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Corners and frequencies [message #78646] Fri, 13 December 2013 11:17 Go to next message
Skip Pack is currently offline  Skip Pack
Messages: 46
Registered: May 2009
Location: Hollister, California
Baron
Wayne,

I'm slowly but steadily building a home theater room (with an emphasis on music quality) in a metal building, and I'm within 1-3 months from completion. The corners will be available, so your work comes immediately to mind. If you were to put 2Pi speakers all the way back into a corner, could you count on 90 degree lateral control. The midwoof would naturally start to narrow, but how much of that would be ameliorated if you extended the front baffle to the corner walls?

Thanks,

Skip
Re: Corners and frequencies [message #78648 is a reply to message #78646] Fri, 13 December 2013 11:41 Go to previous messageGo to next message
Wayne Parham is currently offline  Wayne Parham
Messages: 17659
Registered: January 2001
Illuminati (33rd Degree)

Honestly, I'd not use a two π loudspeaker in a corner, because it wasn't designed for that and won't take advantage of it. I'd use a constant directivity cornerhorn instead. So my suggestion is to consider a six π, seven π or eight π loudspeaker, because being constant directivity cornerhorns, they make the best use of corner placement.

The eight π speaker uses the same woofer as the two π model, so that might be a cool option for you. Or step up to the fully upgraded six π or seven π cornerhorns, which offer smoother response and lower distortion by using better drivers. Lots of choices there, but do take advantage of the π constant directivity cornerhorn design, since you have the corners.

Re: Corners and frequencies [message #78649 is a reply to message #78648] Fri, 13 December 2013 14:23 Go to previous messageGo to next message
Skip Pack is currently offline  Skip Pack
Messages: 46
Registered: May 2009
Location: Hollister, California
Baron
Pretty much what I had expected, but I was curious about the degree to which a corner could widen the directivity of a midwoofer (facing outwards) when the frequency rises to that range where it starts to narrow in a (non-horn) enclosure out in the room. My use of the 2Pi example was more to pose the question than an expectation that it might sort-of work.

A second relevant issue is that I would think you would want to have the mid and high range sound coming out of the corner at mid-screen height. If you were to raise the entire 6Pi or 7Pi unit several feet, you would change the 3-surface corner loading of the low frequencies. Would it make sense to build two low-frequency boxes for each corner with one on the floor, driver in the low position, and the other in normal configuration elevated so the midhorn is at, say 60-70 inches?

Thanks,

Skip
Re: Corners and frequencies [message #78652 is a reply to message #78649] Fri, 13 December 2013 21:25 Go to previous message
Wayne Parham is currently offline  Wayne Parham
Messages: 17659
Registered: January 2001
Illuminati (33rd Degree)

I've designed constant directivity cornerhorns for over three decades, and the current configuration is the best I've come up with. There are a handful of competing priorities, some that you've mentioned like listener height and others too, like acoustic distance from the boundaries. That's probably the biggest issue - The source must be acoustically close to the apex of the corner or it becomes a reflector.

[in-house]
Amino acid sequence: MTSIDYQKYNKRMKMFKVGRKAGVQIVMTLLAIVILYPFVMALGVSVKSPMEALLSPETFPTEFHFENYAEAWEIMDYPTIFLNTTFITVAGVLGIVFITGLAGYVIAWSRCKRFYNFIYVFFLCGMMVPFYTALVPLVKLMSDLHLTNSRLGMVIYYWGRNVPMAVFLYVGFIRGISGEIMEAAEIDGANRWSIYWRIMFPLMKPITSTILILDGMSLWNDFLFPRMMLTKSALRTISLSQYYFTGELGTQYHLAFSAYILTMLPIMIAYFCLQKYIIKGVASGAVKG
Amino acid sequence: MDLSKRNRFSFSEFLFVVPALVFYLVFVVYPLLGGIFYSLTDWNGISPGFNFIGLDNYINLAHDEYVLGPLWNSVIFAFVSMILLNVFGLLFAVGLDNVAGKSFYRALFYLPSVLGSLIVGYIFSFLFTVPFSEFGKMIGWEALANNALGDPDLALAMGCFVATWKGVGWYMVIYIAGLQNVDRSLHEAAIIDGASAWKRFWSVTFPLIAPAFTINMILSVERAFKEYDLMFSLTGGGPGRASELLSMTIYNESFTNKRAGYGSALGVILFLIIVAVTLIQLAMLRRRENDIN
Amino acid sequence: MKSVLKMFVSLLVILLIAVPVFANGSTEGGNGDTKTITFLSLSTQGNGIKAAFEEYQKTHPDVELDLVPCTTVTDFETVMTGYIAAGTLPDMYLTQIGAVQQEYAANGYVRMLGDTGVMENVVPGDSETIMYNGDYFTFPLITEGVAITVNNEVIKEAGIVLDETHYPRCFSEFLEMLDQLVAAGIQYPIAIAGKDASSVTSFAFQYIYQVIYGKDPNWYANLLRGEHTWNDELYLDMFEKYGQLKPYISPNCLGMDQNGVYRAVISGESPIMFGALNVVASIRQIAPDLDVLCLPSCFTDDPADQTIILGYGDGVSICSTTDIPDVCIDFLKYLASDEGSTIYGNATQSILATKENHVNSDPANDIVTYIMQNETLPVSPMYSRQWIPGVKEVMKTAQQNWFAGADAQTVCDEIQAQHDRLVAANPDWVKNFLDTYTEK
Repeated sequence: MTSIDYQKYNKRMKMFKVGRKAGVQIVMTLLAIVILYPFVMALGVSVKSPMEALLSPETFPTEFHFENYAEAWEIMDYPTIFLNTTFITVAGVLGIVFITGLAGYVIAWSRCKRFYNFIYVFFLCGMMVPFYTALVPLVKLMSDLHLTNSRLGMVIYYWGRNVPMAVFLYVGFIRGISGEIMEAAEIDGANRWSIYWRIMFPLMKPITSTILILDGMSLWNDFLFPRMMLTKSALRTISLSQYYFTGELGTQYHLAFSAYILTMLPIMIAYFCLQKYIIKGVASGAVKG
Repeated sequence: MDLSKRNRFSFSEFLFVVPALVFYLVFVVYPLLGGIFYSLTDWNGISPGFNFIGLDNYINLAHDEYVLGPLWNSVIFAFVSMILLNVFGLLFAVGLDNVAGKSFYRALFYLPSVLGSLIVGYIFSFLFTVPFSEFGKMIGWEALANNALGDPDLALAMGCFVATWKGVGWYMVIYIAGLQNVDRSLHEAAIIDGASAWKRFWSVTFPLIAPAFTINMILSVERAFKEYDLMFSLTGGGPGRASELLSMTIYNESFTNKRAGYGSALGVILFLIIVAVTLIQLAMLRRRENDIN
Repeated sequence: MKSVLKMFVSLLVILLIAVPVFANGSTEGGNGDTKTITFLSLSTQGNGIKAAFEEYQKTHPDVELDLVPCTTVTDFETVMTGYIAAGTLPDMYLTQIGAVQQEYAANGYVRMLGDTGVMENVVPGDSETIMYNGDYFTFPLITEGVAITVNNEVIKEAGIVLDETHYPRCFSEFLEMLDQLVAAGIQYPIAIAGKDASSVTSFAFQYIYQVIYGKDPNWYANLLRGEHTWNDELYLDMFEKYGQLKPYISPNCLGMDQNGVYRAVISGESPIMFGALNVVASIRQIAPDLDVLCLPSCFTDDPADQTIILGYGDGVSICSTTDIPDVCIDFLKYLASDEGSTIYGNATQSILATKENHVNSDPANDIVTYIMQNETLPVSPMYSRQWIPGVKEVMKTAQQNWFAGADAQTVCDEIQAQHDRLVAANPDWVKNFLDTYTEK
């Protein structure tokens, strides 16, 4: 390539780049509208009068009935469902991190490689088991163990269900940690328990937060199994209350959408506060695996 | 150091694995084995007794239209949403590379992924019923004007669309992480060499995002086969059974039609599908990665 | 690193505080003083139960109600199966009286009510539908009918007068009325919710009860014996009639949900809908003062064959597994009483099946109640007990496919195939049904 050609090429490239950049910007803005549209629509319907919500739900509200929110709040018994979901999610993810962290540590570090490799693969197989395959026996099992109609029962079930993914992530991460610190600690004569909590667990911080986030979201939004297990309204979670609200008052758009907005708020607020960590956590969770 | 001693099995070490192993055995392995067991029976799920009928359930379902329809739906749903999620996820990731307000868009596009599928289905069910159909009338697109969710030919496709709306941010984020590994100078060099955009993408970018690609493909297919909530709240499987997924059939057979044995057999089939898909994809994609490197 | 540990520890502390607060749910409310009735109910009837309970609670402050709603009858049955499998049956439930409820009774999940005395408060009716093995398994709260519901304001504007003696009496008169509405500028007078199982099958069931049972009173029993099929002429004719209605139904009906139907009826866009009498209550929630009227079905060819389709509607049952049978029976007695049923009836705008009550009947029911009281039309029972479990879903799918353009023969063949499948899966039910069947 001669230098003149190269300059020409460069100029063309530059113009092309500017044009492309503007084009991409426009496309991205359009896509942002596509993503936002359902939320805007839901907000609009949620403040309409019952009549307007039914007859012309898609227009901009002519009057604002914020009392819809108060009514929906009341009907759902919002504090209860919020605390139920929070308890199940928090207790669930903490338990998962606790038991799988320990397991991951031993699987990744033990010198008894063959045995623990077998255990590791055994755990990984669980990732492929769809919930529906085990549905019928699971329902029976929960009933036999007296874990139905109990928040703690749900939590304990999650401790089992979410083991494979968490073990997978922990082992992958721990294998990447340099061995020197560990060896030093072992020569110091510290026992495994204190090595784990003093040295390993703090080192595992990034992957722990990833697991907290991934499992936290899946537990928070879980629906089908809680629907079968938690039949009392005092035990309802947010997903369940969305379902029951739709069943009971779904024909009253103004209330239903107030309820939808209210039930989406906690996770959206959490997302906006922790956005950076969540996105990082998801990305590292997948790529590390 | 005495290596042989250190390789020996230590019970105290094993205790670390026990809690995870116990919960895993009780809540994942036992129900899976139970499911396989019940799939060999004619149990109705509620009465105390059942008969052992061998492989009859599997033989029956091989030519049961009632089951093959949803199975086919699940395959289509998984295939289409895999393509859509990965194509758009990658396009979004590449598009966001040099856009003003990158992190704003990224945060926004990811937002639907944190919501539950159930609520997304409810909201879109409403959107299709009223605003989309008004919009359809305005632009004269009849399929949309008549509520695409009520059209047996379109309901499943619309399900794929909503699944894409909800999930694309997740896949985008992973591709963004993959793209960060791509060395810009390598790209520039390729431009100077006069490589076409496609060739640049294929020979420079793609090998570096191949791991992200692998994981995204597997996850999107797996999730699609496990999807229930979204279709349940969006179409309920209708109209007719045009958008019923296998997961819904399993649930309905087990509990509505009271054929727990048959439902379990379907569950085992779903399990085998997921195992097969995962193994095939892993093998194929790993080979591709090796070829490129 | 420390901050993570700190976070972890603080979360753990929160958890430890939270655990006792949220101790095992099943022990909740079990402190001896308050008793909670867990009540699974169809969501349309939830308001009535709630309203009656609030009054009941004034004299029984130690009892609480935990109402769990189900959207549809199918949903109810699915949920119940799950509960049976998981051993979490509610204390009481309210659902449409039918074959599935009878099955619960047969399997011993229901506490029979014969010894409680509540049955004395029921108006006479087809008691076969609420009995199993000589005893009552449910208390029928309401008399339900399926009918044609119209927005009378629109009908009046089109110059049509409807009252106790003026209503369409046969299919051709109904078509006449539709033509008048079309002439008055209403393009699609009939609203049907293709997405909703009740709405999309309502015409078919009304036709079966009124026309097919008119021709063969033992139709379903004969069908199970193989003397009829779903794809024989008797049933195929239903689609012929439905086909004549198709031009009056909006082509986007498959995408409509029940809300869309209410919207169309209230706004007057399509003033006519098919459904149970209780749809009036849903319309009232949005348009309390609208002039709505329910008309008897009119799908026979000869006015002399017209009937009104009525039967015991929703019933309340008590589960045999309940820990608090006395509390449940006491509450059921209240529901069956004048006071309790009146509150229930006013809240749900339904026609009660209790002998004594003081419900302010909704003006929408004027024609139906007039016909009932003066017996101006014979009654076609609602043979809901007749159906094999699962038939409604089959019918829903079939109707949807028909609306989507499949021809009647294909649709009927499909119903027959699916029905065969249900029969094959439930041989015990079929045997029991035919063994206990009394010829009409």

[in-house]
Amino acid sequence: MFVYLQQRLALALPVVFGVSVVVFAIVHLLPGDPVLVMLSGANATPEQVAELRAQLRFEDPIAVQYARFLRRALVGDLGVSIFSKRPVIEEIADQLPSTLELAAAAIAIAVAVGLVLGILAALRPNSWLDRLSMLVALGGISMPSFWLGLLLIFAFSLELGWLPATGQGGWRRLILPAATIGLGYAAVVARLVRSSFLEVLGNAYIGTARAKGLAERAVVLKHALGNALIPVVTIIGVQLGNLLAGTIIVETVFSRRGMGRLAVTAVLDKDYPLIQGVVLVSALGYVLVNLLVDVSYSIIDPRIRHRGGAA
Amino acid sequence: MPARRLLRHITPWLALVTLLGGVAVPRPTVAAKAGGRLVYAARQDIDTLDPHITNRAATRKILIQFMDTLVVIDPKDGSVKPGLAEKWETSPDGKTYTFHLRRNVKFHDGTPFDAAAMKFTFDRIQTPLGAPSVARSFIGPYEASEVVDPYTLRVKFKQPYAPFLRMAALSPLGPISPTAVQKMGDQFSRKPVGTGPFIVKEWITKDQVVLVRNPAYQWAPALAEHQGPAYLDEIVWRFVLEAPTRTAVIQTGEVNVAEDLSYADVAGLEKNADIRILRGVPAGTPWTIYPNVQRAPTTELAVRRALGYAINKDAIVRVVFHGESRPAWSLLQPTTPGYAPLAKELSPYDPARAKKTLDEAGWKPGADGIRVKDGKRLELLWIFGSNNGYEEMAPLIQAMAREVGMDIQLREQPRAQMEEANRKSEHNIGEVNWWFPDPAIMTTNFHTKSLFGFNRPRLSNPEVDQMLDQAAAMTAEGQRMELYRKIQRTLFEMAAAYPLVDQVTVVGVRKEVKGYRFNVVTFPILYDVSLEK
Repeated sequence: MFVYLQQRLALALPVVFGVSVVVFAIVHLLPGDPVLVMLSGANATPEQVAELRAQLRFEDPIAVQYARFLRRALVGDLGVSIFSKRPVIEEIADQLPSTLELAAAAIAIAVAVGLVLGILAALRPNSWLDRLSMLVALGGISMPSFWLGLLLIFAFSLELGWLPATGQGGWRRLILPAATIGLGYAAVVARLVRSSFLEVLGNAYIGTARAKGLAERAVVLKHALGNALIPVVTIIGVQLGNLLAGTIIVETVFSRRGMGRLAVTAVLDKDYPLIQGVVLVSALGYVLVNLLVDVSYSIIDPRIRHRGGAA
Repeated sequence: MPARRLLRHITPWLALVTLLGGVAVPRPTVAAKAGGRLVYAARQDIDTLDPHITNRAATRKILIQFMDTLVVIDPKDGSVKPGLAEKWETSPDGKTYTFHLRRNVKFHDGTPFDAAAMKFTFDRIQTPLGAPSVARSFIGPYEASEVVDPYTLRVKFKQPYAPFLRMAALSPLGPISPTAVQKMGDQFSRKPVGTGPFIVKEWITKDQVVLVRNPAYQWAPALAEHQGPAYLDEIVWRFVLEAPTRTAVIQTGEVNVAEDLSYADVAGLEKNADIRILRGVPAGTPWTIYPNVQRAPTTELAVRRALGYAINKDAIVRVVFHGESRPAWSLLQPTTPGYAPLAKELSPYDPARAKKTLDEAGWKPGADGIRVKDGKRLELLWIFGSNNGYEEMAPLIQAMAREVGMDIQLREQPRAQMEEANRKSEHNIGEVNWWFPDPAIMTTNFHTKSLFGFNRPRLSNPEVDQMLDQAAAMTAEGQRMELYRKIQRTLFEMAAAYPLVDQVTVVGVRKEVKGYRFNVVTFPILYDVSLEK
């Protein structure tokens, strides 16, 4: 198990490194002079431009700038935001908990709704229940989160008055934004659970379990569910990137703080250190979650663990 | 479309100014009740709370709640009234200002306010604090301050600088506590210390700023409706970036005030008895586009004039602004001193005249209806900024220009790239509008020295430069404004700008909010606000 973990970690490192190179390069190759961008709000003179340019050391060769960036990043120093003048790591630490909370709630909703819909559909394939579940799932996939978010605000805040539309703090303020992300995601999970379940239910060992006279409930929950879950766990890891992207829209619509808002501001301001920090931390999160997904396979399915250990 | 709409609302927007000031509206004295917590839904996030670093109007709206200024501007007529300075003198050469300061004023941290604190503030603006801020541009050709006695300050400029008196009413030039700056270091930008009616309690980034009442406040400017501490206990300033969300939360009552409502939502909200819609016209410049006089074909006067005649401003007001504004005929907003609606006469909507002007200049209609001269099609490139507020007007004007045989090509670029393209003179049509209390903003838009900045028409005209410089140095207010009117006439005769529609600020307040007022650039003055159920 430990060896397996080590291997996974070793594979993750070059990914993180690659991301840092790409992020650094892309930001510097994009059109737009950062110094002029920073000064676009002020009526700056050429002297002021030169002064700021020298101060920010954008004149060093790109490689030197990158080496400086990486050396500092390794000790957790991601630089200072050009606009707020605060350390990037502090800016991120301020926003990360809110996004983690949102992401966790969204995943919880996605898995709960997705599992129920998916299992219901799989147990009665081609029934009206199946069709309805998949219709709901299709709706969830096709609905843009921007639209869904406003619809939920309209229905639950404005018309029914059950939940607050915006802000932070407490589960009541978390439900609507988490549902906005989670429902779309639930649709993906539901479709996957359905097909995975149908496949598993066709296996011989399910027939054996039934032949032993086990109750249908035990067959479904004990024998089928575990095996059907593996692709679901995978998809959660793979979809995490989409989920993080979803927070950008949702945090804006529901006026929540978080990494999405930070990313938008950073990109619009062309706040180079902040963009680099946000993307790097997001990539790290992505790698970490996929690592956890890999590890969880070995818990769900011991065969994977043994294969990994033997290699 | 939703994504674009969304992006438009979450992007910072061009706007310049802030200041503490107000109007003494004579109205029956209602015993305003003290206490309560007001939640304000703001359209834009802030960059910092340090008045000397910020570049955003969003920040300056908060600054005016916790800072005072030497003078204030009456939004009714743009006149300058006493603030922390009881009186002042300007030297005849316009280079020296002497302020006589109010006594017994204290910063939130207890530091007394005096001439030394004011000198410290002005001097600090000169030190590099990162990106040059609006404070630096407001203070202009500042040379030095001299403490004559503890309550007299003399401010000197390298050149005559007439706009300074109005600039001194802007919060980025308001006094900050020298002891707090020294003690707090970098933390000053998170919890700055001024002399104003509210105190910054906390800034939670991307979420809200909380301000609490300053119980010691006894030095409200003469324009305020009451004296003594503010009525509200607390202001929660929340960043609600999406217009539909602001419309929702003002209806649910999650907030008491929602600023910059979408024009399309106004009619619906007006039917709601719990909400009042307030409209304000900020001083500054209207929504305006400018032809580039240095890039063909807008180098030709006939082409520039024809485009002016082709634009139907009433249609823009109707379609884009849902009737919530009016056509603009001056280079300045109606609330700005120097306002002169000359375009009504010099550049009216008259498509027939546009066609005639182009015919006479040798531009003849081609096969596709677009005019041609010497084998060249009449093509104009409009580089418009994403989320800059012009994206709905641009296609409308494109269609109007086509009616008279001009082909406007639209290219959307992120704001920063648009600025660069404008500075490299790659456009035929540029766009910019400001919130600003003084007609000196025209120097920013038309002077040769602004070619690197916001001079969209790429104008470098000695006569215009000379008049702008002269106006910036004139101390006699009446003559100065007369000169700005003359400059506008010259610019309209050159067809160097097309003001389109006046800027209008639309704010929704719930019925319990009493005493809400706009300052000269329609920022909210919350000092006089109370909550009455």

If the source is directional, it can help mitigate nearest boundary reflections because the amplitude of sound radiated towards them is reduced. But at low frequencies, a horn cannot reasonably be made large enough to provide directional control. This is where the constant directivity cornerhorn approach gets its strength - the walls of the corner provide directional control all the way down to the Schroeder frequency. They're like a ground plane, and being acoustically close, the low and lower midrange frequencies are contained without suffering self-interference.

The best thing is to be acoustically close to the tridedral junction at the apex of the corner, of course. The next best thing, if not apex of all three boundaries, is to be at least acoustically close to the dihedral junction of the two adjacent walls. And finally, if acoustically distant, then having a source that's directional helps a great deal at limiting the reflections from nearest boundaries.

The design philosophy of the π constant directivity cornerhorn balances these priorities. The lowest frequencies up through the lower midrange are acoustically close to the apex of the corner. In order to keep the important midrange and treble frequencies at listener ear height, the midhorn and tweeter are raised above the lower corner apex, and so as wavelengths grow shorter (as frequency rises) the lower midrange transitions from being acoustically close to the apex to only being acoustically close to the two adjacent walls. But the woofer and midrange overlap in this region, so they smooth any vertical modes similarly to the way flanking subs work, as a truncated array. And being acoustically close to the two adjacent walls prevents anomalies from self-interference from them, which is the most important thing anyway.

As frequency rises further, into the upper midrange and treble, the horns provide ample directivity control to keep the beam within the wall angle. This doesn't prevent all energy from radiating towards the walls, of course, but what remains is highly attenuated. It is also at a grazing angle which does not reflect towards the listening area, and pretty much stays along the wall. So only people sitting very near the wall would be able to hear that reflection. This makes the whole room be "the sweet spot" except right up against the walls.

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